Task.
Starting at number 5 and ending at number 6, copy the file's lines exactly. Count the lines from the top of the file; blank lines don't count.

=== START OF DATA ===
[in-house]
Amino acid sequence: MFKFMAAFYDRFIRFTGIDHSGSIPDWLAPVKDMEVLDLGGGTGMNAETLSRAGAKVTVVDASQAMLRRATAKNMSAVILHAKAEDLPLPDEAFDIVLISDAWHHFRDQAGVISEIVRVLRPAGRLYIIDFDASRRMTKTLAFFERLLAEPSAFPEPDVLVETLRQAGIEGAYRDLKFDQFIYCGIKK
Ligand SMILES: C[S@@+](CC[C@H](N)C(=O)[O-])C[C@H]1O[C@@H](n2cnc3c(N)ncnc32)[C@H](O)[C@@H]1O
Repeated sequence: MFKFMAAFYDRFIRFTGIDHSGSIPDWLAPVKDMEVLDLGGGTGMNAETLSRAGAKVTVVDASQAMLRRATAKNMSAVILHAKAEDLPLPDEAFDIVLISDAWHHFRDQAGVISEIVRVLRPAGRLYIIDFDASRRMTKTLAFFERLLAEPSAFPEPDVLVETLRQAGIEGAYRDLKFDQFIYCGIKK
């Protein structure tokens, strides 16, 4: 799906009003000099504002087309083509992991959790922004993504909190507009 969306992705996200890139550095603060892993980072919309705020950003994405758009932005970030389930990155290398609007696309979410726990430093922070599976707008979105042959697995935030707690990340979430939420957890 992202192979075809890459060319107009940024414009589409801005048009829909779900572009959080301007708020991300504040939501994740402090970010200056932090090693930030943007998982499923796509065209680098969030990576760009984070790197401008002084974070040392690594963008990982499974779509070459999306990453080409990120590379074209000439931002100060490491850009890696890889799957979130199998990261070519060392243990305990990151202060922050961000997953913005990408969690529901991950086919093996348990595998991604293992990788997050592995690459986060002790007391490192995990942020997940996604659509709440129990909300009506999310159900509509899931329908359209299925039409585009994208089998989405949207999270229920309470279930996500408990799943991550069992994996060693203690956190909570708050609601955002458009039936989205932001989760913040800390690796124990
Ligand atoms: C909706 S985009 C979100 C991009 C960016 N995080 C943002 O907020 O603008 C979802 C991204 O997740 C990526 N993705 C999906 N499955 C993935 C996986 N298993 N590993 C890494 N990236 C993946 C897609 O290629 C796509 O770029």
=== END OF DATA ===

């Protein structure tokens, strides 16, 4: 799906009003000099504002087309083509992991959790922004993504909190507009 969306992705996200890139550095603060892993980072919309705020950003994405758009932005970030389930990155290398609007696309979410726990430093922070599976707008979105042959697995935030707690990340979430939420957890 992202192979075809890459060319107009940024414009589409801005048009829909779900572009959080301007708020991300504040939501994740402090970010200056932090090693930030943007998982499923796509065209680098969030990576760009984070790197401008002084974070040392690594963008990982499974779509070459999306990453080409990120590379074209000439931002100060490491850009890696890889799957979130199998990261070519060392243990305990990151202060922050961000997953913005990408969690529901991950086919093996348990595998991604293992990788997050592995690459986060002790007391490192995990942020997940996604659509709440129990909300009506999310159900509509899931329908359209299925039409585009994208089998989405949207999270229920309470279930996500408990799943991550069992994996060693203690956190909570708050609601955002458009039936989205932001989760913040800390690796124990
Ligand atoms: C909706 S985009 C979100 C991009 C960016 N995080 C943002 O907020 O603008 C979802 C991204 O997740 C990526 N993705 C999906 N499955 C993935 C996986 N298993 N590993 C890494 N990236 C993946 C897609 O290629 C796509 O770029």